Growing Vertically

Growing Veggies Vertically

Growing Vegetables Vertically

Growing vertically is an excellent option when your space is limited and you are looking to increase your yield. There are some plants that naturally grow vertically, but there are also planters where you can “stack” your crops to save precious space. Let’s take a look at some of these.




Why Grow Vertically?

Well, there is the obvious point that I have already discussed about saving space. But, believe it or not there are other advantages to growing this way as well. Harvesting is easier. You do not have to bend down the entire time you are picking. Plants are healthier and give higher yields. There is greater air circulation around the roots and greater exposure to light.

Planters

Probably my first exposure to growing vertically was a strawberry tower. I used one of these about 30 years ago to grow my herbs. I totally enjoyed it. Today there are so many different type of vertical planters.

There are pouches with pockets sewn into them for individual plants, similar to a shoe holder. In fact I have even seen articles where people recycle and use their old shoe hangers for this. I think I would be careful with this, you want the holder to be of a breathable fabric. In my mind I see old style shoe holders made out of rigid plastic.

There are planters where it appears that pots have been strategically stacked on top of each other. A nice feature to look for in this type of planter is to see if there are any wheels or a cart below it. You may need to turn the container to get all of your plants the needed sunlight. If you are growing indoors you can probably set up your lights so that this is not a problem.

You can take an old set of stairs and add planter boxes to each step. This is a picture of a herb/flower garden combination I did a couple of years ago.

My Herb Garden

My Herb Garden

Pallets

Yet another way to recycle pallets. You can close off the back, sides and bottom of the pallets with landscape fabric. Put your soil between the exposed slats and plant your plants. I would leave this lay flat on the ground for a week or so allowing the plants to become rooted and established. That way they will not droop or potentially fall out when you hang the planter.




Growing with trellises, supports


There are some plants that want to grow vertically naturally. These would include tomatoes, beans, cucumbers, etc. You should supply them with support whether you are growing in a container or in the dirt. Make sure that your support is sturdy and securely fastened. You can purchase trellises or you can recycle and make your own. I have watched my husband go into our woods and come out with three sticks of the approximate same size. He placed them in a tepee type configuration and wound this together with rope. He says this is something he learned in the Boy Scouts. I am not sure of that, but I am sure that it was virtually free (the rope was laying around but it had been purchased at one point) and the plants loved it and did well.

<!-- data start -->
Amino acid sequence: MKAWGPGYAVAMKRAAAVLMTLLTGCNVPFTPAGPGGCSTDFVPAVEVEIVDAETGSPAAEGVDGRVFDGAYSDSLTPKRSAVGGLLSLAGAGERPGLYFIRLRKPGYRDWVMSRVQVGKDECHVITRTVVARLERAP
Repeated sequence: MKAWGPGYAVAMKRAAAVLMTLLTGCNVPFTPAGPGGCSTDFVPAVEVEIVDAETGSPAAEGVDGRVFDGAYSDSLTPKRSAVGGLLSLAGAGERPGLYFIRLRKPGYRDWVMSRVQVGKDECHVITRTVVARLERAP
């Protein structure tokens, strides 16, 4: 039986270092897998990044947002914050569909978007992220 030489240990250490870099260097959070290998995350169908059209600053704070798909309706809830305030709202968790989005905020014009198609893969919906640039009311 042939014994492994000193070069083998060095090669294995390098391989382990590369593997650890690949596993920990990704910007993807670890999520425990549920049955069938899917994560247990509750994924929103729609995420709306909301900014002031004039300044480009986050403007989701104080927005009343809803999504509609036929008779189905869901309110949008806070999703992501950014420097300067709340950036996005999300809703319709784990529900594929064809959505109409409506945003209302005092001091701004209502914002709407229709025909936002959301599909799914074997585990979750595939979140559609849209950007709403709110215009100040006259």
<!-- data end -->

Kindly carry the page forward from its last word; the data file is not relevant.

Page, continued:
If you are growing these types of plants in containers make sure that you have a large enough container for the job. There are some tomato planters out there that are all set up except for the dirt and the plant. Some of them even have lights so you can use them inside.

Hydroponic Systems

There are quite a few hydroponic systems out there that have multiple layers. These can be purchased, but I sure that they can be a pretty easy diy project as well. These systems are great because you get more food in less space as with all of the vertical systems. But, hydroponic systems have a tendency to have an increased yield over some other growing systems. Plus, crops will grow faster, harvesting is easier, you have less pests and disease with these systems. And you will have less problems with pets and wildlife with the systems, especially if you are growing them indoors.

Tips

Be sure to plant your bigger plants, or plants that tend to droop toward the bottom of “stacking planters”. You do not want these bigger plants hanging down and shading your smaller, more upright plants.

Use potting soil that is not as heavy as regular soil. You want to use the same type of soil as we recommend with any container gardening. You want a soil that will not dry out too quickly. You need something with peat moss, perlite, etc. Something fluffy.

Be very careful about how you set up your water. Of course with hydroponic systems or stacking systems watering is usually an integral part of the set up of the system. Let’s say that you are hanging pouches and planters from a fence wall or an exterior wall on your house. You want to make sure that you have the watering set up so that it does not lay on or run down the wall. You do not want to cause any water damage or leave water streaks on the surfaces.

Plant crops with similar needs such as having the same growth rate. This will ensure uniformity in your vertical garden. Also, consider plants with the same needs regarding sun vs shade. Make sure that your containers are not shaded by another structure if they are outside.

Make sure that you hanging planters are securely fastened. Also, check roots periodically to make sure that they are not growing into siding or just becoming a problem in general.

If you are growing inside be sure to set up your system in a sunny area, or supply them with the proper type of lighting. Options available are LED (light emitting diodes) lights, HID (high intensity discharge) lights and fluorescent lighting.

Conclusion

“I don’t have enough room to grow my own food” is definitely not an acceptable response anymore. Take advantage of one or a mix of these vertical growing systems to grow food for you and your family year round. Tammy




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